Even with its crazy quirks and outlandish style, I thoroughly enjoyed The LEGO Movie. And one of my favorite characters, besides Will Arnett’s hilarious portrayal of The Cape Crusader, was Unikitty. She was an adorable kitty, a majestic unicorn, and a master builder all in one. Unikitty was magical.


The Build


Of course, we know that The LEGO Movie 2: The Second Part doesn’t come out until February 8, 2019. However, as custom, LEGO released a handful of sets from their newest blockbuster. Ultrakatty immediately caught my attention. The Ultrakatty set comes with 2 minifigures, Emmett and Lucy. Minifigures, as usual, are quite easy to put together. These 2 weren’t an exception, and were quick and painless to assemble. Emmett Brickowski’s bright, orange work-uniform really pops in the light. Lucy, AKA “Wyldstyle,” is armed up with a few cool accessories. She wears a pair of red-lens goggles on her head, ready for battle. She won’t be missing any action with her crossbow.


Ultrakatty is a bonafide bad a**. From the protective spikes surrounding her body, to the fire emitting from her mechanical legs, she’s packed with aggression and ready for battle! She even comes with 3 different face plates, for 3 different expressions. The colors that Ultrakatty are composed of are very unique in comparison to how she looked in the first LEGO movie. She’s constructed with 9 different ball joints; her head, 2 hind legs, 2 front legs, and 4 from her tail. Each of her legs also have 2 different joints for mobility. And her torso also includes another joint, so she can bend her torso forwards and backwards. So, Ultrakatty was definitely designed with movement and mobility in mind.



I always enjoy taking pictures of LEGO minifigures. From a perspective standpoint, they really make the world around us seem larger than life. Little rocks and small plants around your neighborhood can feel like boulders and jungle trees when incorporated well with the minifigures. LEGO really brings out a fun, “Toy Story” – esque vibe that can almost be felt in photographs. This phenomenon, which really can be replicated by any LEGO enthusiast, is actually what inspired the first LEGO Movie. Also, with the news of the LEGO movie 2 minifigures which was first covered by Brick Pals, I can’t wait to build scenes from the fore coming movie.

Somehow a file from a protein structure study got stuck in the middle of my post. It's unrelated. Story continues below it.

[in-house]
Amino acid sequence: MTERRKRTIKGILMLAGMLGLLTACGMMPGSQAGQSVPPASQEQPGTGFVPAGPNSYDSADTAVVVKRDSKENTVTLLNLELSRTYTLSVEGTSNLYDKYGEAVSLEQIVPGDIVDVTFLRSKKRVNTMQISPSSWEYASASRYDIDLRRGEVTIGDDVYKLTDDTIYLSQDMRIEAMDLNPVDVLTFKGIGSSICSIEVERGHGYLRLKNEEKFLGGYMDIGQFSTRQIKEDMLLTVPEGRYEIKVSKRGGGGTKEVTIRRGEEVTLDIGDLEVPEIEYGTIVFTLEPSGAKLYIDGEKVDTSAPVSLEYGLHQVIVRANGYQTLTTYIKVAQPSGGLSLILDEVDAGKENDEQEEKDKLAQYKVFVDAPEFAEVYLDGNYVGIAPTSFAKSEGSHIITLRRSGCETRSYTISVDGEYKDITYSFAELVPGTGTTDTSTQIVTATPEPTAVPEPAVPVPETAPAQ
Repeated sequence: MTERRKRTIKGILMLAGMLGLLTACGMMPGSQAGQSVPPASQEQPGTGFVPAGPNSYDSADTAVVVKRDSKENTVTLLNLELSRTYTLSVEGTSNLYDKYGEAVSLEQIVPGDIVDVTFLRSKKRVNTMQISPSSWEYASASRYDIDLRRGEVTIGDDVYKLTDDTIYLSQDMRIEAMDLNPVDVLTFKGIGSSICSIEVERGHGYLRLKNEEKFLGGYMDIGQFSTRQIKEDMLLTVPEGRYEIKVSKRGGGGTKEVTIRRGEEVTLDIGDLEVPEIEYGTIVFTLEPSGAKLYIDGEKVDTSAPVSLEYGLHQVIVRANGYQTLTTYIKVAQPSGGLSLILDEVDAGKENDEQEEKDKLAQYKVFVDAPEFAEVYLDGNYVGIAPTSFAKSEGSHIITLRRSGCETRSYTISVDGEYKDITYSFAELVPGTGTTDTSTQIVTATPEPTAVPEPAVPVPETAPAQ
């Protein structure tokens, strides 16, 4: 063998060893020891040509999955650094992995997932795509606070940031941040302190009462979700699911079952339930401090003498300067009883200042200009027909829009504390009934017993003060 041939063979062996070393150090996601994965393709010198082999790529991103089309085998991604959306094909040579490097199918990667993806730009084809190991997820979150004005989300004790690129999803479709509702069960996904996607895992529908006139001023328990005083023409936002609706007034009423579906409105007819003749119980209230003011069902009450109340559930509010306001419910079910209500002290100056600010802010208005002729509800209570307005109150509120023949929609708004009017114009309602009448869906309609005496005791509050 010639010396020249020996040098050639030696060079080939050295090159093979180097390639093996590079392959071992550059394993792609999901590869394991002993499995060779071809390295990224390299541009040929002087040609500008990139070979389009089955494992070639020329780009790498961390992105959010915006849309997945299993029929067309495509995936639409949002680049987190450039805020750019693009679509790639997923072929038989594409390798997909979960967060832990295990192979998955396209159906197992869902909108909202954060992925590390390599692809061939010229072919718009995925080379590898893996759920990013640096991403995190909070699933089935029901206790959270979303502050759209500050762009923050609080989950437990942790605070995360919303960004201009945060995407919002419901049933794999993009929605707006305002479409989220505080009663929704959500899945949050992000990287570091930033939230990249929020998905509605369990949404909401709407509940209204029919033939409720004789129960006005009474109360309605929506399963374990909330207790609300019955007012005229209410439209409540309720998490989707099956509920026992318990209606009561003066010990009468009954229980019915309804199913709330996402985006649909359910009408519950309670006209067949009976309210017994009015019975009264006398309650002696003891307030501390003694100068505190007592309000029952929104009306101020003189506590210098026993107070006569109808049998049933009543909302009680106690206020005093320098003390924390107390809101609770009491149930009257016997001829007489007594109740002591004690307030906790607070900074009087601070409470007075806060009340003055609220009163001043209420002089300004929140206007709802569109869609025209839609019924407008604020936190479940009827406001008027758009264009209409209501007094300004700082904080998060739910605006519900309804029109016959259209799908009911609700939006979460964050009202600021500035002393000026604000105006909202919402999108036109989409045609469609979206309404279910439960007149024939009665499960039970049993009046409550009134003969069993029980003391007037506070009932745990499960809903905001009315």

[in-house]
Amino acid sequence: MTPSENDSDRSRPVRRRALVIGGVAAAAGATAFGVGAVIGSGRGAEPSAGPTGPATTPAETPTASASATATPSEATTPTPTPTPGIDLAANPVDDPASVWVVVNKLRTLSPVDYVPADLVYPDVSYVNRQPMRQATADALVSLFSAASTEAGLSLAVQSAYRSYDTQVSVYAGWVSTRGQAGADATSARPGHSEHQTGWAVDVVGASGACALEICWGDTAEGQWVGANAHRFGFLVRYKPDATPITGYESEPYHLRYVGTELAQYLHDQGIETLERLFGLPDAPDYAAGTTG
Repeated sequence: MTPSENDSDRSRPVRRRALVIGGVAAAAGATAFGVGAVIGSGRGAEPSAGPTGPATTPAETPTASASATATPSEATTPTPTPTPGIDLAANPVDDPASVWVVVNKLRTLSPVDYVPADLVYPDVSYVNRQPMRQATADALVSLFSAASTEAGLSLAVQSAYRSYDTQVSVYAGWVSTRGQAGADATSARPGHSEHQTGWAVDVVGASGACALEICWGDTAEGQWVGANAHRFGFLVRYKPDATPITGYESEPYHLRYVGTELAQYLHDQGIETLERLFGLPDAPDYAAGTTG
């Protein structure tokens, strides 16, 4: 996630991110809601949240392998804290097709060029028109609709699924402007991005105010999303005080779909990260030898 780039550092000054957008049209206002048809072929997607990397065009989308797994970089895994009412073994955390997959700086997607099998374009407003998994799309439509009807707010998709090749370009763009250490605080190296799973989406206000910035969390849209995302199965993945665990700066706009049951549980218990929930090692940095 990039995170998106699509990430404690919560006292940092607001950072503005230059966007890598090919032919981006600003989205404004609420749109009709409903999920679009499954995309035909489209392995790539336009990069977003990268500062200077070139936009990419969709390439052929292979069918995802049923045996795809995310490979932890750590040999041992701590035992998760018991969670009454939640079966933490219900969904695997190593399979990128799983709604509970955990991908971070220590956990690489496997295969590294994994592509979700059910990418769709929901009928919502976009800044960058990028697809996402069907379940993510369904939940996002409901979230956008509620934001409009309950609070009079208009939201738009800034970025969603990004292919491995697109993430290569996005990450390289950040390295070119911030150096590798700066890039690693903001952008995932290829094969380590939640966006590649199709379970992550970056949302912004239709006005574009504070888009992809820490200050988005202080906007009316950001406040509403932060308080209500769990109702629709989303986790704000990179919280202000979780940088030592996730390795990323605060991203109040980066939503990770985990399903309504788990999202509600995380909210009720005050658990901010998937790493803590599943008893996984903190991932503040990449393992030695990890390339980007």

(See our review of the LEGO Movie 2 Minifigure series here.)

Photographing minifigures, though, is somewhat limited. Without accessories, you really only can manipulate their legs, arms, and head. There’s definitely room for creativity by swapping out pieces, such as hair pieces and torso pieces. But when you want to keep a minifigure’s character and identity intact, there really isn’t much variety when it comes to posing them. However, LEGO slightly ameliorates this issue by providing both of these minifigures with two face-prints which portray two different expressions.

While photographing these guys, I knew I wanted to provide a setting which gave a Jurassic Park kind of feel. I wanted natural lighting and a natural setting. It took a while, but I finally found a park around my neighborhood with sufficient lighting and great-looking plant life to match what I was aiming for. A big plus was that the soil was covered in wood chips which looked great in photos. The lush greenery in the background also makes Emmett’s construction uniform look like very vibrant look. All in all, the contrast of the colors really adds a more lifelike feel to the minifigures.


Shooting Ultrakatty in this kind of environment was a treat. Her vibrant red and yellow colors really pop against the green and brown of natural environment around her. The flames prints on her limbs really stand out against the grain. Even though she’s set among the messy shrubs and sticks, which can be “noisy” in the background, the color contrast really makes her the center of attention. Your eyes are immediately drawn to her every detail. Also, as mentioned earlier, the 3 different face plates that LEGO provides really give her more life and definitely more range with her expressions. I honestly had the most fun tweaking her mane for the photos. The pieces that make up her mane can go up, down, left, right, forwards, and backwards. And they don’t have to really be stuck together. It really allowed for a variety of subtly different looks.

To my surprise, Ultrakatty was somewhat limited in her range of poseability. There are plenty of moveable joints designated for legwork, head-movement, and even tail mobility. However, Ultrakatty’s head build doesn’t allow for much play. And although, there’s room to manipulate her limbs and even more room to manipulate her tail, she can only turn and face so far to the left or right and up or down. This problem may seem minor because I’m really just pointing out an issue with just one of her appendages. But the head is a crucial part of a toy’s poseability. Therefore, of the many different poses I attempted with Ultrakatty, her head just wouldn’t comply to make those photos successful.

All in all, the LEGO Movie 2 Ultrakatty and Warrior Lucy set has great subjects to shoot. Each character is unique, and their personalities really come through in photos.

James Hirlehey of BrickPals